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madmax98
madmax98 New Reader
9/21/21 10:27 a.m.

I've noticed a lot of new cars have this really really sharp crease running down the side. I can't see this making manufacturing easier, and it doesn't look that good. Could it be for aerodynamic reasons? How would that work?

 

67LS1
67LS1 Reader
9/21/21 11:18 a.m.

It also might be to strengthen the panel. Less opportunity to "oil can". Like a bead rolled in a flat panel.

 

SVreX (Forum Supporter)
SVreX (Forum Supporter) MegaDork
9/21/21 12:54 p.m.

Individual tastes vary. 
 

I guarantee they didn't put it there because the majority of their buyers think it is ugly. 

Robbie (Forum Supporter)
Robbie (Forum Supporter) GRM+ Memberand MegaDork
9/21/21 1:13 p.m.

The roof and front and rear windshields on a car make a pretty good interpretation of the top of an airplane wing. This does create a low pressure zone above the cabin, and there can be some pretty interesting aero effects 'around the corners' of the car. Also, mirrors are usually a mess aerodynamically, so I see this kink as possibly helping prevent side air from getting sucked upward, and keeping it separate from the mirror. 

 

Appleseed
Appleseed MegaDork
9/21/21 1:19 p.m.

Remember when cars were slab sided?

madmax98
madmax98 New Reader
9/21/21 1:28 p.m.
Robbie (Forum Supporter) said:

The roof and front and rear windshields on a car make a pretty good interpretation of the top of an airplane wing. This does create a low pressure zone above the cabin, and there can be some pretty interesting aero effects 'around the corners' of the car. Also, mirrors are usually a mess aerodynamically, so I see this kink as possibly helping prevent side air from getting sucked upward, and keeping it separate from the mirror. 

 

I do think it has something to do with that.

It's not just for looks, otherwise it wouldn't be this sharp. It's a really sharp kink. You could bruise pretty badly if you bump into it. 

And I thought about it stiffening the door, but it also doesn't need to be this sharp. Many cars have a bend there for this reason, but it's more of a curve.

asphalt_gundam
asphalt_gundam Reader
9/21/21 2:29 p.m.

Gut reaction is thinking of years ago when the headlights got all pokey to the sides on some cars....reason was noise reduction caused by how the air moved around the mirror. Could it be to reduce wind noise at the window???

dculberson
dculberson MegaDork
9/21/21 2:40 p.m.

I think it looks cool. I bet Audi's designers think it looks cool.

Robbie (Forum Supporter)
Robbie (Forum Supporter) GRM+ Memberand MegaDork
9/21/21 2:47 p.m.

Another thing to consider is cross wind stability. When thinking aero it is easy to only think of the case where air flows straight at the car. But in cross wind situations that isn't true. Cross winds can cause instability by increasing lift at the rear more than the front, and that kink may slow that down.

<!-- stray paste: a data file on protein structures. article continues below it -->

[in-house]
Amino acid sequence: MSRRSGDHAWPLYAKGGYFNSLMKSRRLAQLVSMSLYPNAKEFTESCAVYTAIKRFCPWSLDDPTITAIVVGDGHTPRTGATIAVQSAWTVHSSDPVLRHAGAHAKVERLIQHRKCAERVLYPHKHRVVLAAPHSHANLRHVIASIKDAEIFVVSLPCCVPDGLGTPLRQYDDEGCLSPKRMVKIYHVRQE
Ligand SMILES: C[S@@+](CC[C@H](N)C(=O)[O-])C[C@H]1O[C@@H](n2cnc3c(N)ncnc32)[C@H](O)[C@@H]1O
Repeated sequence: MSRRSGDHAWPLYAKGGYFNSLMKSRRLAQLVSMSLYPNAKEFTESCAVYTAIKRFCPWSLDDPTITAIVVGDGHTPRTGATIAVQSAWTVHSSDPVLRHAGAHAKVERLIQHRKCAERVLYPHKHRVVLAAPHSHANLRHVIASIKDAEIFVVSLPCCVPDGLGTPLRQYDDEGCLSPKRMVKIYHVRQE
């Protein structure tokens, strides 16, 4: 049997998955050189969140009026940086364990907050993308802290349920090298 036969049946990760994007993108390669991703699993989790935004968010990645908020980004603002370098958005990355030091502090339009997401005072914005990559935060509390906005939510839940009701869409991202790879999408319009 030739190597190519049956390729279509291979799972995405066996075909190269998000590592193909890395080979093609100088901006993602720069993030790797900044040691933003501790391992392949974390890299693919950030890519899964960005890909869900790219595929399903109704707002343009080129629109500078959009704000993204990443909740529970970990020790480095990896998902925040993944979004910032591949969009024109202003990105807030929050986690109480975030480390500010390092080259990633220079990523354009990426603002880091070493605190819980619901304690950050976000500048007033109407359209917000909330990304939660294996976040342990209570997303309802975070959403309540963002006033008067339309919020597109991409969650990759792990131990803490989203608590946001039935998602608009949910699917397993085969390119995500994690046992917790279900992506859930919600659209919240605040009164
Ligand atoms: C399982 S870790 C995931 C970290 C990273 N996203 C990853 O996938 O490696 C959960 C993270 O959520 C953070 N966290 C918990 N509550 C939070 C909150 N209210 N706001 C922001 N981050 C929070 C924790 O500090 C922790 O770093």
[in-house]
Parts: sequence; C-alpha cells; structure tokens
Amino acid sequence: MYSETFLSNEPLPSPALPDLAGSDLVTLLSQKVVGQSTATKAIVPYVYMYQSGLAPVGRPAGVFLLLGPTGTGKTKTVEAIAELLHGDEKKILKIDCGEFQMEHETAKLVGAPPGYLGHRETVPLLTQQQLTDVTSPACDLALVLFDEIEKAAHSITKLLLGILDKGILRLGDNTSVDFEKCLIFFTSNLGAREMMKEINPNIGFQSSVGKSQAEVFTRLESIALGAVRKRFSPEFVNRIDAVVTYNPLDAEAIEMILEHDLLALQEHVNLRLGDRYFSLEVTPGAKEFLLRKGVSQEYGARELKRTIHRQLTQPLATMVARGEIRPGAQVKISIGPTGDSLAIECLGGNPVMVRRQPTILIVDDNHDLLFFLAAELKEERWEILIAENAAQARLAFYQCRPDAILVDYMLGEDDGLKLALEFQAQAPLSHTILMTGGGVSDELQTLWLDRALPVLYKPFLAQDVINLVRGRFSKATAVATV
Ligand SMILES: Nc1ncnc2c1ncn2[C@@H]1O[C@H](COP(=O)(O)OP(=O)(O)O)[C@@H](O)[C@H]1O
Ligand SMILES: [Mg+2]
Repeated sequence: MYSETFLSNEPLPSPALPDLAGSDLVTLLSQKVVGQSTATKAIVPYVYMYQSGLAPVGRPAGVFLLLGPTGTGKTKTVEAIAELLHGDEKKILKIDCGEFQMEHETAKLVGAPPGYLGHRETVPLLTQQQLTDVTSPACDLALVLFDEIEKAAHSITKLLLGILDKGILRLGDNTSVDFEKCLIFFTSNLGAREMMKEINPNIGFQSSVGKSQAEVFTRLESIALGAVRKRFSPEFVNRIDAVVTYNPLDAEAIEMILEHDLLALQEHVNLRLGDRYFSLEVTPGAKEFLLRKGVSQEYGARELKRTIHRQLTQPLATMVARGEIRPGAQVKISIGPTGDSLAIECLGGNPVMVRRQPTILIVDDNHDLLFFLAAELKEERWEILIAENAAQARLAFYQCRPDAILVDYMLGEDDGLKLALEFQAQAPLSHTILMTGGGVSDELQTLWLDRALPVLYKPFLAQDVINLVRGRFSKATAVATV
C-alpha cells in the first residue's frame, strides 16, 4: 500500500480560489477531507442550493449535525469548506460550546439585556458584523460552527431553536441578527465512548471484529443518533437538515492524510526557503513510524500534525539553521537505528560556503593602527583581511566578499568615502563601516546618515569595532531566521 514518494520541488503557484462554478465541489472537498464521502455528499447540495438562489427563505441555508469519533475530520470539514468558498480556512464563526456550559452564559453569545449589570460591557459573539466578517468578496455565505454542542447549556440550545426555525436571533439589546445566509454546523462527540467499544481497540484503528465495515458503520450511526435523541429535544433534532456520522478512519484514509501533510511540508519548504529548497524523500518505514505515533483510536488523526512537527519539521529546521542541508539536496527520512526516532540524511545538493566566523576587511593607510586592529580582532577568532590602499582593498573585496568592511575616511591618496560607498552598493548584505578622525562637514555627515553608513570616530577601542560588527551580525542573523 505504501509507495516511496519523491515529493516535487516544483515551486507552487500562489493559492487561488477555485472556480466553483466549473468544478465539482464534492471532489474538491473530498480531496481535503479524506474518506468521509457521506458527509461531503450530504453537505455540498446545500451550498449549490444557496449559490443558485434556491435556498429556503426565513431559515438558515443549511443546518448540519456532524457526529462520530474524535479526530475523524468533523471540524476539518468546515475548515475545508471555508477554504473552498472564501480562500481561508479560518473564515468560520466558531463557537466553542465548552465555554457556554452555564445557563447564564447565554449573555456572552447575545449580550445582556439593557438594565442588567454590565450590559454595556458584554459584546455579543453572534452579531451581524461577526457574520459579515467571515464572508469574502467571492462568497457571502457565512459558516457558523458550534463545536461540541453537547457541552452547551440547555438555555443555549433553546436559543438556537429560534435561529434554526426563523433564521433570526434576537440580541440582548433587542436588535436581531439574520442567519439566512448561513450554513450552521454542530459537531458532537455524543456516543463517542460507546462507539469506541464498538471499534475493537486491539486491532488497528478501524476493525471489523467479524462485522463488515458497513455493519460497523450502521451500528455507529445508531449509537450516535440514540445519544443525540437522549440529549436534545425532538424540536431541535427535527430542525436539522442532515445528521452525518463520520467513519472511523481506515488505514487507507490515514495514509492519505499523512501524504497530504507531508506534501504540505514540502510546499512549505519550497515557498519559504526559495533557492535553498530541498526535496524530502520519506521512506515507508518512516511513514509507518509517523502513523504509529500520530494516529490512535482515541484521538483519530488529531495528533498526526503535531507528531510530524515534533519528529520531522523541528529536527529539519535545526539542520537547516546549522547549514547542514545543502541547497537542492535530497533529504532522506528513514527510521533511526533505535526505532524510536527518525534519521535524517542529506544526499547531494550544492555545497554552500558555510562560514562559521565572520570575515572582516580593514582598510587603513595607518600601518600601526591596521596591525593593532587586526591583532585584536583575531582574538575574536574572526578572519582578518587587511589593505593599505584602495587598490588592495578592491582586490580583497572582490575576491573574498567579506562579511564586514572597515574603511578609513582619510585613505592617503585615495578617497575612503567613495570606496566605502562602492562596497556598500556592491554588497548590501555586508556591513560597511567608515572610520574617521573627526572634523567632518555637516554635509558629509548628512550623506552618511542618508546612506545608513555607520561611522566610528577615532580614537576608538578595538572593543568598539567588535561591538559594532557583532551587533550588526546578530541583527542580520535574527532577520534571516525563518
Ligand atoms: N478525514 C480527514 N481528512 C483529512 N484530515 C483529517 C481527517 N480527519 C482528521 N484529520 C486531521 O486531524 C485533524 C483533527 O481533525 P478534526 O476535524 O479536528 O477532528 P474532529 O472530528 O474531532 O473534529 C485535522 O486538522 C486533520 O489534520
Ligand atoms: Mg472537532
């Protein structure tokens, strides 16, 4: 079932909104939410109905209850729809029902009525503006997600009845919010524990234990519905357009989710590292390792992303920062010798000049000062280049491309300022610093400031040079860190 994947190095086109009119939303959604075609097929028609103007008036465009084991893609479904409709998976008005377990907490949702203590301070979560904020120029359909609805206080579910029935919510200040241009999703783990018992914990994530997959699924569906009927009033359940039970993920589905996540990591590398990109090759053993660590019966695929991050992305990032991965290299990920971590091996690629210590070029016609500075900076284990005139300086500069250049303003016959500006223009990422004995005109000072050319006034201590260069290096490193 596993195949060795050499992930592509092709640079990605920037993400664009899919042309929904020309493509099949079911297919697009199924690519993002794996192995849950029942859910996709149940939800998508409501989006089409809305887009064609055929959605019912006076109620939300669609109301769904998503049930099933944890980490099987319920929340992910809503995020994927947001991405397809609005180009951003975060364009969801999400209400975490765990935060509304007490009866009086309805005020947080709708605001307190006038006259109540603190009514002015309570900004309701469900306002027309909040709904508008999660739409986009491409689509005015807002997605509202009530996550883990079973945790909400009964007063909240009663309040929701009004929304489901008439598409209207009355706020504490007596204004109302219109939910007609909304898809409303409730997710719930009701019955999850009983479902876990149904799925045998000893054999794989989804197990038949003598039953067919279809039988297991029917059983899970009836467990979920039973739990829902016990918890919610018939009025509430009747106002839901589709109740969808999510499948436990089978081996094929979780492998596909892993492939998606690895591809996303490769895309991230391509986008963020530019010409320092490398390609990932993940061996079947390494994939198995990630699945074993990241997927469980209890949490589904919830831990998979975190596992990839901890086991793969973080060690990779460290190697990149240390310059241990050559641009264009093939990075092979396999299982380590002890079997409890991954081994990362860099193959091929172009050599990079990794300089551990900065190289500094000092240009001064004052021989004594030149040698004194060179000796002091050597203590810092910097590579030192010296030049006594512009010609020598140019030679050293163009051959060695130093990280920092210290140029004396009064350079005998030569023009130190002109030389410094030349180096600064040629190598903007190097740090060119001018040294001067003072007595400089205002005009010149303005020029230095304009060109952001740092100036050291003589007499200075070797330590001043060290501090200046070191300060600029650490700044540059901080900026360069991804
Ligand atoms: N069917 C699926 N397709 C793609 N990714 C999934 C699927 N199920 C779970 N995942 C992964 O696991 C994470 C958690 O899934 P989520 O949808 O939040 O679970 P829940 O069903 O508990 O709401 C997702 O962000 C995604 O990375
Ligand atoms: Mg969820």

WonkoTheSane
WonkoTheSane GRM+ Memberand UltraDork
9/21/21 3:20 p.m.
67LS1 said:

It also might be to strengthen the panel. Less opportunity to "oil can". Like a bead rolled in a flat panel.

This is my vote.  You can have a significantly thinner metal to make up the skin if you have creases like that.  That 300 above probably has significantly thicker metal in the doors, and a much more rigid structure to support that.

madmax98
madmax98 New Reader
9/23/21 8:58 a.m.
asphalt_gundam said:

Gut reaction is thinking of years ago when the headlights got all pokey to the sides on some cars....reason was noise reduction caused by how the air moved around the mirror. Could it be to reduce wind noise at the window???

Very possible. 

I guess we won't really know unless we see some tunnel testing or CFD. 

madmax98
madmax98 New Reader
9/23/21 8:59 a.m.
dculberson said:

I think it looks cool. I bet Audi's designers think it looks cool.

It's not just Audi, it's kind of universal now. I see it on civics, Kia, even SUV's.

madmax98
madmax98 New Reader
9/23/21 9:10 a.m.
WonkoTheSane said:
67LS1 said:

It also might be to strengthen the panel. Less opportunity to "oil can". Like a bead rolled in a flat panel.

This is my vote.  You can have a significantly thinner metal to make up the skin if you have creases like that.  That 300 above probably has significantly thicker metal in the doors, and a much more rigid structure to support that.

That was my initial guess, but then I did the "knock" test on my friends Audi and it did not sound thin. Not very scientific, I know lol.

I guess if that was the case then you would see "bruiser" creases like this all over the car, or in more locations.  Some of these cars are NOT light, so weight reduction doesn't seem to be a priority there. Additionally, this potentially costs more to manufacture, and has more quality control issues because of the extreme sharpness (more rejections). That cost couldn't be mitigated by cheaper thinner steel sheets (they don't seem thin anyway).  

Also, the particular location leads me to think it's for aerodynamic reasons. I mean, why near the mirror and not in the middle of the door height?!

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